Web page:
Inequalities in health and health service use: Evidence from the general household survey
AbstractThe General Household Survey data file for 1982 was examined to identify variations in self-reported morbidity and health service use between socio-economic groups and geographical areas in Great Britain. Both acute and chronic morbidity varied with socio-economic status. Morbidity was more strongly related to housing tenure and car availability than to occupational class. A north-west to south-east gradient in sickness was observed, although morbidity was comparatively high in Wales and comparatively low in Scotland, taking mortality differences into account. The highest age-adjusted morbidity ratios were for females in multiple occupancy inner city areas. Service use rates in relation to reported sickness showed little systematic variation. There was an indication that lack of car transport was an inhibiting factor for the sick in rural areas.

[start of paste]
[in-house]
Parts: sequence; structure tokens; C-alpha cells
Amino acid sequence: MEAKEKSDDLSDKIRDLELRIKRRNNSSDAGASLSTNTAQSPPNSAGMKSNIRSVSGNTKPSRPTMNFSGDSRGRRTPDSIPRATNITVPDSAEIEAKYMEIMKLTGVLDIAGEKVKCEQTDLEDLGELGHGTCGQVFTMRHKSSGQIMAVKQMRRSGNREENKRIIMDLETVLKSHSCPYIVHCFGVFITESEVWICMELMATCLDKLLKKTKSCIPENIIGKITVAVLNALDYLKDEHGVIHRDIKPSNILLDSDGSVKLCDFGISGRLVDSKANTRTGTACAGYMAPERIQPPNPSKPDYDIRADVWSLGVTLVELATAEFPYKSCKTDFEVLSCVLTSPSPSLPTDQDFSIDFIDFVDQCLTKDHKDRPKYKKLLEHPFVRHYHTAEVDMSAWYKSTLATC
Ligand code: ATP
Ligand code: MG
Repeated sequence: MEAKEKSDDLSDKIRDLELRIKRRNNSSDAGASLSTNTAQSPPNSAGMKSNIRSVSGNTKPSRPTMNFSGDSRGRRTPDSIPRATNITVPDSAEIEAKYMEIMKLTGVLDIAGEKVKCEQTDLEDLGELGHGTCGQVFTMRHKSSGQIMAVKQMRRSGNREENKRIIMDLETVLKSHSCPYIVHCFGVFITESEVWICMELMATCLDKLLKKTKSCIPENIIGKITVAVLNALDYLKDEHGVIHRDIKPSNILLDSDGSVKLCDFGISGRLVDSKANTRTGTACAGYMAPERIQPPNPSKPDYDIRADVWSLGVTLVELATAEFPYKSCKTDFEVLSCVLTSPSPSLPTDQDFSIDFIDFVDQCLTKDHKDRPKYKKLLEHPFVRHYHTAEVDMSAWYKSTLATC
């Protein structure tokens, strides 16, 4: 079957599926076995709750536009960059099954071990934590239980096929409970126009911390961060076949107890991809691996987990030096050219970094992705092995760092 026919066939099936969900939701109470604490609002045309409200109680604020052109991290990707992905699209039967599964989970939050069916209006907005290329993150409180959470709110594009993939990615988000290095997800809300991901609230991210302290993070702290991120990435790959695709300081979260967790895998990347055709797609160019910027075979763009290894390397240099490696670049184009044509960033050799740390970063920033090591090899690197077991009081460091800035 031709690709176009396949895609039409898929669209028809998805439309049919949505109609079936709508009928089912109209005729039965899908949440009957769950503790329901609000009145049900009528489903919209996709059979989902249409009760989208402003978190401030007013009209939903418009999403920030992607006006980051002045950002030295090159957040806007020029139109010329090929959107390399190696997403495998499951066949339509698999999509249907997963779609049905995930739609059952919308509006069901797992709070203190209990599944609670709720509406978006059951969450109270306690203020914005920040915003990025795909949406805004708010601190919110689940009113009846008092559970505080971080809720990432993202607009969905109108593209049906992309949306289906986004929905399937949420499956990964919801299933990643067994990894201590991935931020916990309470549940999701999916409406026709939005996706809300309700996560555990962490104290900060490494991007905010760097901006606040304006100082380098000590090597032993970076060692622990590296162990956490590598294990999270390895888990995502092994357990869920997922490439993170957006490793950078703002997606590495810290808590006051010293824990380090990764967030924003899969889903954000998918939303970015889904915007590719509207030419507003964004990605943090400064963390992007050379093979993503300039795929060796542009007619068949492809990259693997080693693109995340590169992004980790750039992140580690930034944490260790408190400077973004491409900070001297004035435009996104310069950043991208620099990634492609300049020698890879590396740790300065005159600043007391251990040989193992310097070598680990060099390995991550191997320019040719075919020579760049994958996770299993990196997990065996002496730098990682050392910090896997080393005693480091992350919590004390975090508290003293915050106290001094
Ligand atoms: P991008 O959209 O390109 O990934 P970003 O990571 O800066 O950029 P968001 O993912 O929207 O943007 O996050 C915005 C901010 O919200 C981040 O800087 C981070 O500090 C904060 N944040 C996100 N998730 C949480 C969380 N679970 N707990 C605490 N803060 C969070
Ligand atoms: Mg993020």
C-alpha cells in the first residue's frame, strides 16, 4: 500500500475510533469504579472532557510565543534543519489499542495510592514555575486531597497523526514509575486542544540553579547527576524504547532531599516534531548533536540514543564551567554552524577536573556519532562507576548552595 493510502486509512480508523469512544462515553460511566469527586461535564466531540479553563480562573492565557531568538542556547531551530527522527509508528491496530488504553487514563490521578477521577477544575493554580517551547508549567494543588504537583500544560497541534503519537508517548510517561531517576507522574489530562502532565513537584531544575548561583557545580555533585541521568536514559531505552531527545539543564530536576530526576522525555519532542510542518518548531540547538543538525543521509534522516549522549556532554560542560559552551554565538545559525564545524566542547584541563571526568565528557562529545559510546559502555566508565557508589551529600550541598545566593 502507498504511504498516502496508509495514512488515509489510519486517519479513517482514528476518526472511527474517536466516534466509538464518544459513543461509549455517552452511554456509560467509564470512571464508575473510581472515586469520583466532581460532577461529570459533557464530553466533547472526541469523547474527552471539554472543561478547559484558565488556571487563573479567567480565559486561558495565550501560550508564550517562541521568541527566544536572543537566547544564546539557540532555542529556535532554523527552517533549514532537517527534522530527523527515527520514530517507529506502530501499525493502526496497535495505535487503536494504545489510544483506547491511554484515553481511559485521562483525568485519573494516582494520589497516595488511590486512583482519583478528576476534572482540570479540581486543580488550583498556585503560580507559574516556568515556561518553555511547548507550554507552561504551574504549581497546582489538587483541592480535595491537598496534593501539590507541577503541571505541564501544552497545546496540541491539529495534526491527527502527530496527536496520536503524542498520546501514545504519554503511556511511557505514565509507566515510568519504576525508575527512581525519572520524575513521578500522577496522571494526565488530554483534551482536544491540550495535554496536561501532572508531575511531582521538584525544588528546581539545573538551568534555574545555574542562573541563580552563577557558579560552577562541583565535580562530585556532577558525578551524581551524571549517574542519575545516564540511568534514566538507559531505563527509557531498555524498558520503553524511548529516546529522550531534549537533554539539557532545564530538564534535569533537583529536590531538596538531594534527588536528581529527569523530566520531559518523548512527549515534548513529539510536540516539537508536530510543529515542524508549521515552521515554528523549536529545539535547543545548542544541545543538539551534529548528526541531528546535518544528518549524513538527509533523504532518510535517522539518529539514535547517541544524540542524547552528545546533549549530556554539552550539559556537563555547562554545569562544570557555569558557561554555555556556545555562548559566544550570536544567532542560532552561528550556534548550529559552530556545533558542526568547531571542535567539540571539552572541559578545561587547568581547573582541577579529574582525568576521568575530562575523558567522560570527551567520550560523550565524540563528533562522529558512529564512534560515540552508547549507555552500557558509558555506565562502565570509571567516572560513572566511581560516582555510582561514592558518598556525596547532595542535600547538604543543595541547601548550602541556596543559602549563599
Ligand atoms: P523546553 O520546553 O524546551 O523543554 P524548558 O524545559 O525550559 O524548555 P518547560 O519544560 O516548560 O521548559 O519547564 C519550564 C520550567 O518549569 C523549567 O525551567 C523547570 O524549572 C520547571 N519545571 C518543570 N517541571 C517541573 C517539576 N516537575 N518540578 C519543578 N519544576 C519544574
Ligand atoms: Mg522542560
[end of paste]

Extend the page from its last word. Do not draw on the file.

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Bibliographic InfoArticle provided by Elsevier in its journal Social Science & Medicine.
Volume (Year): 33 (1991)
Issue (Month): 4 (January)
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Web page: http://www.elsevier.com/wps/find/journaldescription.cws_home/315/description#description
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